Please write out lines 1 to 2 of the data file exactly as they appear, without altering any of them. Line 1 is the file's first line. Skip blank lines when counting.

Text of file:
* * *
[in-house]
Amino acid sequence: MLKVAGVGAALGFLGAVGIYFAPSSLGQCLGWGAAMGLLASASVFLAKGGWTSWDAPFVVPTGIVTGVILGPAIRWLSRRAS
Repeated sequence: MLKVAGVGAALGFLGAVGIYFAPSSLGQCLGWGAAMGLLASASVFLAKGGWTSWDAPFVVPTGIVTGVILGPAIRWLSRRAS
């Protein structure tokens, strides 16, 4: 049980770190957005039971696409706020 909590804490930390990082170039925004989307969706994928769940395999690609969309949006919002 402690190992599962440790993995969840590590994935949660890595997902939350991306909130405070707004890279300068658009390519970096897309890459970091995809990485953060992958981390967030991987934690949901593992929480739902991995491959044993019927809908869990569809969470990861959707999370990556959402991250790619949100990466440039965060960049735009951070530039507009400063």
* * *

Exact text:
[in-house]
Amino acid sequence: MLKVAGVGAALGFLGAVGIYFAPSSLGQCLGWGAAMGLLASASVFLAKGGWTSWDAPFVVPTGIVTGVILGPAIRWLSRRAS